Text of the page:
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The Heart of Jesus Beats with Love for You in the Holy Eucharist

By Fr. G. Peter Irving III
6/3/2013 (4 years ago)
Catholic Online (www.catholic.org)

In this month of the Sacred Heart and on the day of the Solemnity of the Most Holy Body and Blood of Christ, we would do well to examine our consciences before God and ask forgiveness for our own failure to love and adore as we should our Jesus in the Most Blessed Sacrament

The Incarnate Son of God is really, truly and substantially present in the Sacred species of Bread and Wine. He is present there in His body, blood, soul and divinity. This means the Holy Eucharist contains the living heart of Christ which is beating in love for us poor creatures.

LONG BEACH, CA (Catholic Online) June 1st began the month dedicated to the Most Sacred Heart of Jesus. On Sunday, the Church celebrates the Solemnity of Corpus Christi. And in the Gospel reading of Satruday's Mass, the unbelieving chief priests, scribes and elders brazenly challenge Jesus' divine authority.
 
These three seemingly disparate themes are in fact of one piece: the Sacred Heart of Jesus is truly present and aflame with love for souls in the Most Holy Eucharist where incredibly he is still met with indifference and even outright rejection of the ones He came to save.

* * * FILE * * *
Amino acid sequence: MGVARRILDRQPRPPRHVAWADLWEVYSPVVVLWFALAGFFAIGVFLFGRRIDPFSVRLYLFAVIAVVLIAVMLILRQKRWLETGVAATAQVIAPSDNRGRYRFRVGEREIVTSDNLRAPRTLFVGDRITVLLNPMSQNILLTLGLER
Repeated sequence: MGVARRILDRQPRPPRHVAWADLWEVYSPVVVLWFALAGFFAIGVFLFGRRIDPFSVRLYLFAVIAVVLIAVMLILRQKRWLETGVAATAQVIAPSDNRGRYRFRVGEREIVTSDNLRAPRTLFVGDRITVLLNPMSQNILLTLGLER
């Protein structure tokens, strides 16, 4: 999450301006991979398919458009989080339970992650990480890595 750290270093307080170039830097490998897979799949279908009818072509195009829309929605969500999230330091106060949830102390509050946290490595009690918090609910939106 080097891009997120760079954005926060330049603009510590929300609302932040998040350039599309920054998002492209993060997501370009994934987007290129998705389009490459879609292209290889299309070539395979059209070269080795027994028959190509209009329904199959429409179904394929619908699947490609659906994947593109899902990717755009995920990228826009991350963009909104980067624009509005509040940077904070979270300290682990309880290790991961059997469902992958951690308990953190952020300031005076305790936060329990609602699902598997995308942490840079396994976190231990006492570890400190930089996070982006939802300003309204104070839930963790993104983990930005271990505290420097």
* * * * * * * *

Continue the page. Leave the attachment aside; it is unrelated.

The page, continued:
Let's examine this more closely.
 
First, devotion to the Sacred Heart of Jesus is fundamentally and essentially Eucharistic. The "Three Great Apparitions" of Jesus to St. Margaret Mary took place between the 1673 and 1675. Each of these apparitions took place either during Solemn Exposition of the Blessed Sacrament or during the Holy Sacrifice of the Mass. This was no coincidence.
 
The Incarnate Son of God is really, truly and substantially present in the Sacred species of Bread and Wine. He is present there in His body, blood, soul and divinity. This means the Holy Eucharist contains the living heart of Christ which is beating in love for us poor creatures.
 
"At the sight of the crowds, his heart was moved with pity for them ." (Matthew 9:36). This was true then at that particular moment in history nearly 2000 years ago when Jesus walked this earth. It is every bit as true now as Jesus comes down from heaven upon our altars and remains with us in the tabernacles of our churches.

The drama of Our Lord's total self-giving in love for sinful humanity is perpetuated in the Eucharistic mystery. Sadly, way too often His divine presence there is either taken for granted or not acknowledged at all. Catholics, even those who actually attend Mass every Sunday, can easily forget that His Eucharistic presence among us came at a great price: Jesus' agonizing death on the cross.

What has brought about this weakening and/or destruction of faith in Our Lord's Eucharistic presence? No doubt a main part of the problem is that despite the multiple millions of dollars that are spent each year on catechesis and religious education congresses, children, teens and adults are not taught the basic doctrines of the faith. Too many First Communicants, Confirmandi and newly initiated Christians couldn't tell you what a tabernacle or a genuflection is and very likely they call the Sacred Host "the bread." This is deplorable and its implications for the life of the Church are dire, to say the least.

Another reason is a failure on the part of the Church's ministers, namely priests and deacons, to abide by the liturgical norms. This leads to confusion and to an obscuring of the Church's Eucharistic faith. Blessed John Paul II in his final encyclical, ECCLESIA DE EUCHARISTIA, expressed his grave concerns about this most serious problem.